BANGALORE, November 8: Folk songs have always been an integral part of the oral tradition of farming communities across India. Passed down through generations, every region of the country has its own set of songs that usher in various stages of the farming cycle — monsoon, sowing, harvest.
And so it was that the thousands who turned up for the opening day of the International Krishi Mela were treated to some full-throated farm music that tugged at their heart strings. If the focus of the mela was on the science of farming, the folk singers that the organisers had brought in reminded visitors that farming in this country is as much about love, emotions and pride.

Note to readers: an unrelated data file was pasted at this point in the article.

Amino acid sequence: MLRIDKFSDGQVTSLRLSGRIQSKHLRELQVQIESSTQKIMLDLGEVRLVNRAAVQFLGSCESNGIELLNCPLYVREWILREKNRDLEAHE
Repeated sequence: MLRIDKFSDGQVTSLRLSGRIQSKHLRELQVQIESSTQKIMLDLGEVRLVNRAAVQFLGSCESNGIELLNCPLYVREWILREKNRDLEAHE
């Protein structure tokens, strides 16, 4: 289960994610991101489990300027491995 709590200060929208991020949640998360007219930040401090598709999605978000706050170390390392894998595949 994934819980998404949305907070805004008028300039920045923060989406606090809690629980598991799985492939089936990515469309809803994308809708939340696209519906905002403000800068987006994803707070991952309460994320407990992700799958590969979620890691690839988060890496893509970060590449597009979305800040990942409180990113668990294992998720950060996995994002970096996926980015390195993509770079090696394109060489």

Sample this excerpt from a song by the troupe ‘Jogi Kala Sangha’: I have a black bull and a white one; when their hooves thunder upon my farm, the world shakes with respect. I am a farmer…
Of course, the beauty of the verse is lost in translation, but when sung in the native tongue by Gudappa Jogi (70) in his rustic, high-pitched baritone, the song had a mesmeric effect on the crowd. While the uninitiated marvelled at the evocative tempo and pitch of the song, the farmers at the venue knew the song all too well and sang along.
Mr. Jogi’s was but one of the many such folk troupes that had been strategically located at the entrance of each tent at the mela. They provided a welcome break from the hectic stall-hopping at the venue. Groups of people sat around in horseshoe formations around the singers as impromptu mehfils took shape.
They applauded and joined in the chorus.
“Ours is a dying tradition. Many in among the young farmers know our songs. But today was like the old days,” said a misty-eyed Nagaraj Doddamane (68) the leader of the troupe Gana Nayaka Tanda.